It funny that you bring that up — this is an excellent question — because we came up just before the pay to play era. In my opinion the advantage we are more seasoned, polished, and more professional. By the time you worked your way up the ladder and become a headlining act in Los Angeles, you are considered a seasoned act. If you started performing on a Monday in the 5 to 10-minute slot and went through not being able to sell out the venue to become an act that brings a crowd in every night. You are playing 30 to 50 shows a week, you are going to be a very polished act in comparison to some that are just paying to be on stage. They are not seasoned, and they’re not flawless performing on stage. Unless you are extraordinarily gifted and are able only to blow the crowd away. For me, I have been working towards it my whole life. In fact, the first time I performed on-stage I actually, fell off the stage.  So, it is a considerable advantage on how to work a crowd building your way up the circuit. In comparison to just shelling out money to perform on stage in a showcase type of setting.

RESPECT.: Why did the band decide to get away from their roots and try to change its identity?

Another excellent question as well, I think we decided to go in another direction because the music was changing. It was during a time where there was a lot of hard rock, melodic heavy metal and when we initially released the album. We were competing against what I like to call glam rock when we were working on a deal for the second album. It is more a commercial type of rock music, but still has a hard edge to it. So, we thought it was similar enough to our style and tried to take advantage of the look and the feel. We were looking at it to be more popular and successful and the way you worded the question correctly as we were moving away from our roots. The concept just did not work and did not feel the same. When the band came together, it was my drummer and me; we worked on a lot of the material in a rehearsal studio. The group was looking for a bass player to join us, and it seemed like we were playing together forever. It became the same feeling when we added the vocalist, and the type of music that we were playing is the same style we gravitated towards as a whole. Transiting into another form of music was detrimental to the band and nearly break us up because some of the band members did not want to play that type of music. It led him to quit and move on to something else away from the band.  The energy was not the same, and we tried to add more members, but the chemistry was not the same. I was talking to my drummer, and no one would have known how big we could have been if we decided to stick together. After the release of the first album.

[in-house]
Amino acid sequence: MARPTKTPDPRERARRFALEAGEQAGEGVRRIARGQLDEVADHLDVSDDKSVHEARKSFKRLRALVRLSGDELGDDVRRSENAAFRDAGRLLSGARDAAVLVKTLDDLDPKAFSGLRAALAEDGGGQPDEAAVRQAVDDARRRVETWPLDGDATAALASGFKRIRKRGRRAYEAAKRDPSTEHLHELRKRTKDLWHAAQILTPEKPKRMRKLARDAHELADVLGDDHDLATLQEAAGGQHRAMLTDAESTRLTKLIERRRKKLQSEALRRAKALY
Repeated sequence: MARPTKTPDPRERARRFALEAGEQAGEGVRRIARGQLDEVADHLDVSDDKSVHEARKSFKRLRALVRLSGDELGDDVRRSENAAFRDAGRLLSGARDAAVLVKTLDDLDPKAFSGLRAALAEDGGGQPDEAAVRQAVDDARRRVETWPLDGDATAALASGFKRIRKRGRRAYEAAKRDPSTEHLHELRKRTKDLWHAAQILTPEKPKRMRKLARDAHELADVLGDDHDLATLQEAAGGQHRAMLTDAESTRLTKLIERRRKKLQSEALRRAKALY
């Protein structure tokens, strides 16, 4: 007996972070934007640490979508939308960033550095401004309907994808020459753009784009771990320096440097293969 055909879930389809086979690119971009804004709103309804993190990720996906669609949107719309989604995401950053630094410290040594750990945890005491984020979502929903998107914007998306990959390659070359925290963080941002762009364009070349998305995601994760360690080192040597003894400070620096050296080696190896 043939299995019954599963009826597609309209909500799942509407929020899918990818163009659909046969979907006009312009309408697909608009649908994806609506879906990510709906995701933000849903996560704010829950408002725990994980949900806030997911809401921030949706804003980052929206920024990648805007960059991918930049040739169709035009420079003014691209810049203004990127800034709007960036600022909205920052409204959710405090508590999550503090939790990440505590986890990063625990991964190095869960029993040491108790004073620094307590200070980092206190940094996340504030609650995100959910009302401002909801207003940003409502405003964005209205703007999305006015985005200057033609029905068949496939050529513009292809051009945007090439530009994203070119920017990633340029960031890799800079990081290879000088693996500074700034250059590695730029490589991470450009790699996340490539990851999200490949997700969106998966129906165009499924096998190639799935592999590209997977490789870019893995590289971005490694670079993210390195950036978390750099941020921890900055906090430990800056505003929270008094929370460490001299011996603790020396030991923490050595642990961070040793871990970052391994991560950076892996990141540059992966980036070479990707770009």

RESPECT.: Are there any of your fellow musicians you would like to work in the future?

I have always been open to working with anyone, and if individuals begin to realize that we are still making music, it will present its opportunities. There are a variety of musicians that I would like to collaborate with, but by name,  I have never really thought about having to work with someone based on their name. As a musician, it is all about how things come together through the creation process. If something were present to me, I would like to be a part it, but I have not thought about it from that perspective.

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About Landon Buford

Washington State Graduate Past Interviews include Grammy Award Winner Kenny G, David Banner, WNBA President Lisa Borders, Whats Trendings CEO Shira Lazar, Ice Cube, NBC’s Chicago PD LaRoyce Hawkins, Family Matters Darius McCrary, En Vogues Maxine Jones, Team USA Track & Field Member Norris Frederick, James Kyson, WNBA Great Lauren Jackson, and more.